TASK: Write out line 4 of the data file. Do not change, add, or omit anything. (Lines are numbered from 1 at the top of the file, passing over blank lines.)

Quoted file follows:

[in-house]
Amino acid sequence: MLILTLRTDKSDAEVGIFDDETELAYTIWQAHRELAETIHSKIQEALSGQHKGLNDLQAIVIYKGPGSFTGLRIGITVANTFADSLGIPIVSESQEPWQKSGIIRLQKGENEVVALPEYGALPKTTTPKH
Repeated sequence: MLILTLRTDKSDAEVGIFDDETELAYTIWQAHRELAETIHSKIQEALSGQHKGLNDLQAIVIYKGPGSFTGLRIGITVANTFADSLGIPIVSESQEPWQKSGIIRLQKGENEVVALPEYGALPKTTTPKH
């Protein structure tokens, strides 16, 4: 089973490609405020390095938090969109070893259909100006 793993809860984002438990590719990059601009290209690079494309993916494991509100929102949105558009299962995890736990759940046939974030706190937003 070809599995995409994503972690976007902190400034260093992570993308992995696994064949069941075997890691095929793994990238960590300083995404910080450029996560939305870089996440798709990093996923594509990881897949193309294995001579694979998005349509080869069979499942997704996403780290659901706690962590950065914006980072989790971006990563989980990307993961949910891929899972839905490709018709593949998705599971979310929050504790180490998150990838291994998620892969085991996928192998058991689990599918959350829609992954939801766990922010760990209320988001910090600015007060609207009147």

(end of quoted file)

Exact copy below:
């Protein structure tokens, strides 16, 4: 089973490609405020390095938090969109070893259909100006 793993809860984002438990590719990059601009290209690079494309993916494991509100929102949105558009299962995890736990759940046939974030706190937003 070809599995995409994503972690976007902190400034260093992570993308992995696994064949069941075997890691095929793994990238960590300083995404910080450029996560939305870089996440798709990093996923594509990881897949193309294995001579694979998005349509080869069979499942997704996403780290659901706690962590950065914006980072989790971006990563989980990307993961949910891929899972839905490709018709593949998705599971979310929050504790180490998150990838291994998620892969085991996928192998058991689990599918959350829609992954939801766990922010760990209320988001910090600015007060609207009147």